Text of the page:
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Fukushima nuclear disaster is warning to the world, says power company boss via The Guardian

Exclusive: UK government must learn from Japan’s catastrophe as it plans a new generation of plant, nuclear chief claims

The catastrophic triple meltdown at the Fukushima Daiichi nuclear plant in March 2011 was “a warning to the world” about the hazards of nuclear power and contained lessons for the British government as it plans a new generation of nuclear power stations, the man with overall responsibility for the operation in Japan has told the Guardian.

Speaking at his Tokyo corporate headquarters , Naomi Hirose, president of the Tokyo Electric Power Company (Tepco), which runs the stricken Fukushima plant, said Britain’s nuclear managers “should be prepared for the worst” in order to avoid repeating Japan’s traumatic experience. “We tried to persuade people that nuclear power is 100% safe. That was easy for both sides. Our side explains how safe nuclear power is. The other side is the people who listen and for them it is easy to hear OK, it’s safe, sure, why not?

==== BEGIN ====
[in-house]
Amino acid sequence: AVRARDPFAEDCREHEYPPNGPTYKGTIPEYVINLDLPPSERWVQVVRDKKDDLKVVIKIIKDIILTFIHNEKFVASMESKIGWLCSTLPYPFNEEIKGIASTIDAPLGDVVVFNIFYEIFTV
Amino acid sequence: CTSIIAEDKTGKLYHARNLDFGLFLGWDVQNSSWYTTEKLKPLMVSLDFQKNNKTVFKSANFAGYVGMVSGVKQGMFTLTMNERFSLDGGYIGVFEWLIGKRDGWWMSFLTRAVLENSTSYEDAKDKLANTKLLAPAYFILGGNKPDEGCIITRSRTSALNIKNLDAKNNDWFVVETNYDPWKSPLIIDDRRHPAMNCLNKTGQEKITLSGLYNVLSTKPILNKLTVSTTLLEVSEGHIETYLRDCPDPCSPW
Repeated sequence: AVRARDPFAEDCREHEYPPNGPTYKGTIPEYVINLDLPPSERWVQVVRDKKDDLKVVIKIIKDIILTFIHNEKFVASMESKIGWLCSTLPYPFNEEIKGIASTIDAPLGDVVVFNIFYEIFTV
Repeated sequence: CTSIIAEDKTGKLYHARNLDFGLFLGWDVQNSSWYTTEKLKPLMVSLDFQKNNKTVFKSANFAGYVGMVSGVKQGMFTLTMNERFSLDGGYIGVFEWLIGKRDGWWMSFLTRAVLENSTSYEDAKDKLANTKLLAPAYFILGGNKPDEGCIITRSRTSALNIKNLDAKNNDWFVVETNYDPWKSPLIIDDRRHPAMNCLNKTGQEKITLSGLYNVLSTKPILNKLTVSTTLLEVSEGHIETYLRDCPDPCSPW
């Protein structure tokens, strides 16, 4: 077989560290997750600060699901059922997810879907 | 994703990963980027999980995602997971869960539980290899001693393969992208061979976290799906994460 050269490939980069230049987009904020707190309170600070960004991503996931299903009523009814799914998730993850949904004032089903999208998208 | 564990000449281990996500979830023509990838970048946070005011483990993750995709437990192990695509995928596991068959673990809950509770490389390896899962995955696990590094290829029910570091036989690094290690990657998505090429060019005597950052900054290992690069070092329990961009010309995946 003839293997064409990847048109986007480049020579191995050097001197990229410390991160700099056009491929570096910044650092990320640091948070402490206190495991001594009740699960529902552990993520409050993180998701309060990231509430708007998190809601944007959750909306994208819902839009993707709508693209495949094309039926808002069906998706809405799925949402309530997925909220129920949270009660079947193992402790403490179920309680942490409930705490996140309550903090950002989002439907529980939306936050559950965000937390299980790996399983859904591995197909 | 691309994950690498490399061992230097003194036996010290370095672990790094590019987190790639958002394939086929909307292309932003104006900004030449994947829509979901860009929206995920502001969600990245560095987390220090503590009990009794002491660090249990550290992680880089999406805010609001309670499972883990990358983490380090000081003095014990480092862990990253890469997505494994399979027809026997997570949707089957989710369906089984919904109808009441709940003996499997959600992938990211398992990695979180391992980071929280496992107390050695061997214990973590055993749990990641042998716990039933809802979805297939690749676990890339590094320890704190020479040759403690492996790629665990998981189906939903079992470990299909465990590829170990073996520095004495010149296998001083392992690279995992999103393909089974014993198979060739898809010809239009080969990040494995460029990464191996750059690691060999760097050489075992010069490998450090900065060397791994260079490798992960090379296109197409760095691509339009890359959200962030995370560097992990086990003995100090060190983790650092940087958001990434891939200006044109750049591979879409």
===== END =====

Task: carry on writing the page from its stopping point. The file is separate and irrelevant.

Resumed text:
“But we have to explain, no matter how small a possibility, what if this [safety] barrier is broken? We have to prepare a plan if something happens … It is easy to say this is almost perfect so we don’t have to worry about it. But we have to keep thinking: what if …”

British ministers recently agreed a commercial deal with the French state-owned energy company EDF Energy to build the UK’s first new nuclear reactor in a generation at Hinkley Point in Somerset. The agreement included the UK government providing accident insurance.

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“What happened at Fukushima was, yes, a warning to the world,” he said. The resulting lesson was clear: “Try to examine all the possibilities, no matter how small they are, and don’t think any single counter-measure is foolproof. Think about all different kinds of small counter-measures, not just one big solution. There’s not one single answer.

“We made a lot of excuses to ourselves … Looking back, seals on the doors, one little thing, could have saved everything.”

Tepco was willing to share its experience with British and other nuclear plant operators if they wished, Hirose said. “We can share all the information, all the data we obtained, that we learned from this accident, and then hope that people will use the data and information to prevent the same thing happening.”

Hirose confirmed that his company has paid a large price for the disaster. It planned to “streamline” the business and shed hundreds of jobs through voluntary retirement to keep itself in business. “We have a huge debt for the compensation for damages and losses and for decommissioning … We have to be sustainable as a going concern.”

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